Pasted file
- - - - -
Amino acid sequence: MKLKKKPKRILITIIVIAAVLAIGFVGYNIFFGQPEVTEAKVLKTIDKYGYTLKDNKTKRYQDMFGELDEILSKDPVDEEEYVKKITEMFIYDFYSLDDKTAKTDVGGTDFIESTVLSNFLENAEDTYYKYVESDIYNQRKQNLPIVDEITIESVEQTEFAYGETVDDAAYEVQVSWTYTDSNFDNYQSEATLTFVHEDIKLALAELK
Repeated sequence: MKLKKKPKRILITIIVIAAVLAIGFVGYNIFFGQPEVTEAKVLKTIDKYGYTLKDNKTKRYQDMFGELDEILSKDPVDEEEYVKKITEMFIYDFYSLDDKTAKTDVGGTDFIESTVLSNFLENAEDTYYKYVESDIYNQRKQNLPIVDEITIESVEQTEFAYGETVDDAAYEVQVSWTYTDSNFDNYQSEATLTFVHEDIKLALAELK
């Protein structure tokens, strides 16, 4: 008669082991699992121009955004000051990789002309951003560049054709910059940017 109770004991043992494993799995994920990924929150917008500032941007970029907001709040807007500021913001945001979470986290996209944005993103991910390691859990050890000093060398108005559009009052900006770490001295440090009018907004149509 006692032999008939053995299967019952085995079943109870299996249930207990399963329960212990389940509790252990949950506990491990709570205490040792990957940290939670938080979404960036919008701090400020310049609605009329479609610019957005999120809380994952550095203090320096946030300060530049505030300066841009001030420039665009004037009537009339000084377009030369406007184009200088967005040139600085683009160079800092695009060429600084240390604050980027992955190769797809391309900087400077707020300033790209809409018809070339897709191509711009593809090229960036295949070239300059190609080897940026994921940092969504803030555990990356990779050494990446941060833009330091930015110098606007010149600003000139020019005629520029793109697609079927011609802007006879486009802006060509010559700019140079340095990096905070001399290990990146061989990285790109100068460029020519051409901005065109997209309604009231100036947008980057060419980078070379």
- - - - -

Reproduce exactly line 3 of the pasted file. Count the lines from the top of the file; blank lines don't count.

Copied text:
């Protein structure tokens, strides 16, 4: 008669082991699992121009955004000051990789002309951003560049054709910059940017 109770004991043992494993799995994920990924929150917008500032941007970029907001709040807007500021913001945001979470986290996209944005993103991910390691859990050890000093060398108005559009009052900006770490001295440090009018907004149509 006692032999008939053995299967019952085995079943109870299996249930207990399963329960212990389940509790252990949950506990491990709570205490040792990957940290939670938080979404960036919008701090400020310049609605009329479609610019957005999120809380994952550095203090320096946030300060530049505030300066841009001030420039665009004037009537009339000084377009030369406007184009200088967005040139600085683009160079800092695009060429600084240390604050980027992955190769797809391309900087400077707020300033790209809409018809070339897709191509711009593809090229960036295949070239300059190609080897940026994921940092969504803030555990990356990779050494990446941060833009330091930015110098606007010149600003000139020019005629520029793109697609079927011609802007006879486009802006060509010559700019140079340095990096905070001399290990990146061989990285790109100068460029020519051409901005065109997209309604009231100036947008980057060419980078070379």